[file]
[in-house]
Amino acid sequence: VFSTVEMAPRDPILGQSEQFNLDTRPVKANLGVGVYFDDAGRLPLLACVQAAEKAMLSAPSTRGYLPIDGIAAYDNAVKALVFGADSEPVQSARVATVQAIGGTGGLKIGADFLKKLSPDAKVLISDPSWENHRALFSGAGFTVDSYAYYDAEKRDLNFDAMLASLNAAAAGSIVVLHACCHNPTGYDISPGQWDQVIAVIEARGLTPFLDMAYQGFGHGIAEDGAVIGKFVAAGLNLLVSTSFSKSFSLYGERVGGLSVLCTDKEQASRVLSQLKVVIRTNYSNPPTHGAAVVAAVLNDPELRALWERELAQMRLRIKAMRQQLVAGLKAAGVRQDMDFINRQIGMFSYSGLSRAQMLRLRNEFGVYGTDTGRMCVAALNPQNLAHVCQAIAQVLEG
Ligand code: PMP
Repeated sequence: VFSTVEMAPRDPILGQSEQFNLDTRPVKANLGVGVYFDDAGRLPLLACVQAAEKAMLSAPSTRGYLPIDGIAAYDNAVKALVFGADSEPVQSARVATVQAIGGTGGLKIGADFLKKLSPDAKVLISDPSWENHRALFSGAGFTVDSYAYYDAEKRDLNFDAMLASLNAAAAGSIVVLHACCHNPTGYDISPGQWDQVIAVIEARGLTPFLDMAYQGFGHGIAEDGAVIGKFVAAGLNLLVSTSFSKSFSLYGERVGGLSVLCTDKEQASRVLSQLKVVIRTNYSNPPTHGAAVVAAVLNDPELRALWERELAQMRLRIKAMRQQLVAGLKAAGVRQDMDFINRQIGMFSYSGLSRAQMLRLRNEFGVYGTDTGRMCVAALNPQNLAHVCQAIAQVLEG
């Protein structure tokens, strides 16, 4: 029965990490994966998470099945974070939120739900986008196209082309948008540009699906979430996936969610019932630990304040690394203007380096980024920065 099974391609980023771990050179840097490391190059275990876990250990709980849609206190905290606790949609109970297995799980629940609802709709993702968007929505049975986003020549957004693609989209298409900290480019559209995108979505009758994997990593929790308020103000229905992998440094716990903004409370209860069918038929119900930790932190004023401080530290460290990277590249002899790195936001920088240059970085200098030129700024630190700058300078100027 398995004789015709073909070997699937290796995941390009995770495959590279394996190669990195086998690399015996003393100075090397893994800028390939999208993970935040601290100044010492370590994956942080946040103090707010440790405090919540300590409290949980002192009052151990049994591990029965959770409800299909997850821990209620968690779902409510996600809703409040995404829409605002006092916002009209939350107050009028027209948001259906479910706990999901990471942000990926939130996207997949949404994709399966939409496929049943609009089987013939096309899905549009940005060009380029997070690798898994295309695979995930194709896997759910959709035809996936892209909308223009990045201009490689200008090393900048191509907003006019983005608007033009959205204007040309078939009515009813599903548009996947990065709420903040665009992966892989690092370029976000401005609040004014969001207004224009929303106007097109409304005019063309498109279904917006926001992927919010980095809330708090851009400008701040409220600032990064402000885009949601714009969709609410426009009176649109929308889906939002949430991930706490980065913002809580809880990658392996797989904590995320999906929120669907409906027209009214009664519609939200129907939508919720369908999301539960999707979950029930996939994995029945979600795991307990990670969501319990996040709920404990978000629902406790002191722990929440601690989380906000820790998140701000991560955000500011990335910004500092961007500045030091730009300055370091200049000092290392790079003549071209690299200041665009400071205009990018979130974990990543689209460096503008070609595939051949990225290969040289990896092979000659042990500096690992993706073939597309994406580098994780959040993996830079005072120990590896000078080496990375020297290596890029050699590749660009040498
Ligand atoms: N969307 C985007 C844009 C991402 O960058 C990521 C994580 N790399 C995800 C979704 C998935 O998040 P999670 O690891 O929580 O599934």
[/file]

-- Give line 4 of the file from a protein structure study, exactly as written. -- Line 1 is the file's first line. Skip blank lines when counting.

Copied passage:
Repeated sequence: VFSTVEMAPRDPILGQSEQFNLDTRPVKANLGVGVYFDDAGRLPLLACVQAAEKAMLSAPSTRGYLPIDGIAAYDNAVKALVFGADSEPVQSARVATVQAIGGTGGLKIGADFLKKLSPDAKVLISDPSWENHRALFSGAGFTVDSYAYYDAEKRDLNFDAMLASLNAAAAGSIVVLHACCHNPTGYDISPGQWDQVIAVIEARGLTPFLDMAYQGFGHGIAEDGAVIGKFVAAGLNLLVSTSFSKSFSLYGERVGGLSVLCTDKEQASRVLSQLKVVIRTNYSNPPTHGAAVVAAVLNDPELRALWERELAQMRLRIKAMRQQLVAGLKAAGVRQDMDFINRQIGMFSYSGLSRAQMLRLRNEFGVYGTDTGRMCVAALNPQNLAHVCQAIAQVLEG